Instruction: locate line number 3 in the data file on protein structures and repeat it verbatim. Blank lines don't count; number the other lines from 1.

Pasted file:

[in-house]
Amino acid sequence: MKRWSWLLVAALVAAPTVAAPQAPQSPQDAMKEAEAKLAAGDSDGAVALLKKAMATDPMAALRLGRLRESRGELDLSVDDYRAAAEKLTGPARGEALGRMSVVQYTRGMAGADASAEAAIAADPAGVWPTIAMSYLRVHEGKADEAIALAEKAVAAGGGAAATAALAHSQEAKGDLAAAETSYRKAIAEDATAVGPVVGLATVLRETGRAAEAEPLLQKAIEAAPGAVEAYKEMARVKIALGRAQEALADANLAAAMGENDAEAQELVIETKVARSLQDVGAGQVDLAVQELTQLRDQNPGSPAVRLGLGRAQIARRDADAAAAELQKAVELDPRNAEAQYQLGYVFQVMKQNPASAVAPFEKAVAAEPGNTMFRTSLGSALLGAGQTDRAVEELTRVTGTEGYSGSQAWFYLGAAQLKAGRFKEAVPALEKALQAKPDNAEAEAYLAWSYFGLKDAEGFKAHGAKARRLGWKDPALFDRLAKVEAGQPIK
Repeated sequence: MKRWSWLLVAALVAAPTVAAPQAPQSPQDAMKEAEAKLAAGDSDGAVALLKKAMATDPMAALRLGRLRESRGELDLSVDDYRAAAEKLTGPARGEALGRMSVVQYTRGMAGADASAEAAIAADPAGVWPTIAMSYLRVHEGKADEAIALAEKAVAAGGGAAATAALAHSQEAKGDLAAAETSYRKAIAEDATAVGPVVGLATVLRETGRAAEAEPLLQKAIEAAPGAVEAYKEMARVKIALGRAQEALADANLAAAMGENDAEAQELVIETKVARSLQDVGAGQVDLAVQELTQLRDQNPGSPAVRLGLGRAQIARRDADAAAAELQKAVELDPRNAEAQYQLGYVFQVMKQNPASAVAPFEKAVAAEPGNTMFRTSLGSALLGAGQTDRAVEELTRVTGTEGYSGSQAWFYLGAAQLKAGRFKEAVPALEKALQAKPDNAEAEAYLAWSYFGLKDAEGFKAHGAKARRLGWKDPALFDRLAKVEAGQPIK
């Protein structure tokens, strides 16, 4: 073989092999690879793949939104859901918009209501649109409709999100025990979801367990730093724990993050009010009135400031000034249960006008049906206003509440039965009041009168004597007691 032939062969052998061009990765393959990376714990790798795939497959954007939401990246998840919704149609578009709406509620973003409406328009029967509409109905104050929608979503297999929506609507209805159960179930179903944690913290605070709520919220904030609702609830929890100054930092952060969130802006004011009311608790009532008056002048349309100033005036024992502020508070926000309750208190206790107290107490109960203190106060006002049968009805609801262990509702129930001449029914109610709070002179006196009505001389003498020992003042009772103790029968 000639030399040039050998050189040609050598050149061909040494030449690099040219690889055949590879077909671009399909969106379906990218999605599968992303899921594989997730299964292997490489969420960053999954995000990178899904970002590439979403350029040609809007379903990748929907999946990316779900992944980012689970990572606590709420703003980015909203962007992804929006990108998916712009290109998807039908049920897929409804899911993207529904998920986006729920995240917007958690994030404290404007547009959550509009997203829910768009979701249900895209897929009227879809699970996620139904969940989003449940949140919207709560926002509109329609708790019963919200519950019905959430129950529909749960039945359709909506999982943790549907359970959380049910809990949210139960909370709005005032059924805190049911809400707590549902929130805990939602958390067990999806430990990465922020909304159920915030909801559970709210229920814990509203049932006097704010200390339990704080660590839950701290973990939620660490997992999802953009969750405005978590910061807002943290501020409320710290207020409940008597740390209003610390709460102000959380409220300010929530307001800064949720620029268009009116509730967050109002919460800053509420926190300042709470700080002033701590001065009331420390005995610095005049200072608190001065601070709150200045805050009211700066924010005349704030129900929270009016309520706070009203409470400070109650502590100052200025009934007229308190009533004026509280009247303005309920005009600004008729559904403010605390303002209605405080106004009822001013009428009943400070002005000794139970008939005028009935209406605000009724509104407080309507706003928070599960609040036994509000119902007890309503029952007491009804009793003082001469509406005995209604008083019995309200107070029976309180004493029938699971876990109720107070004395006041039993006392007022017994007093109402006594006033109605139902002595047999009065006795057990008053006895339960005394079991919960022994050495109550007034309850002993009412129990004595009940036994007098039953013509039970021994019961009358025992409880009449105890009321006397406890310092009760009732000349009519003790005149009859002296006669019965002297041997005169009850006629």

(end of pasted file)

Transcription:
Repeated sequence: MKRWSWLLVAALVAAPTVAAPQAPQSPQDAMKEAEAKLAAGDSDGAVALLKKAMATDPMAALRLGRLRESRGELDLSVDDYRAAAEKLTGPARGEALGRMSVVQYTRGMAGADASAEAAIAADPAGVWPTIAMSYLRVHEGKADEAIALAEKAVAAGGGAAATAALAHSQEAKGDLAAAETSYRKAIAEDATAVGPVVGLATVLRETGRAAEAEPLLQKAIEAAPGAVEAYKEMARVKIALGRAQEALADANLAAAMGENDAEAQELVIETKVARSLQDVGAGQVDLAVQELTQLRDQNPGSPAVRLGLGRAQIARRDADAAAAELQKAVELDPRNAEAQYQLGYVFQVMKQNPASAVAPFEKAVAAEPGNTMFRTSLGSALLGAGQTDRAVEELTRVTGTEGYSGSQAWFYLGAAQLKAGRFKEAVPALEKALQAKPDNAEAEAYLAWSYFGLKDAEGFKAHGAKARRLGWKDPALFDRLAKVEAGQPIK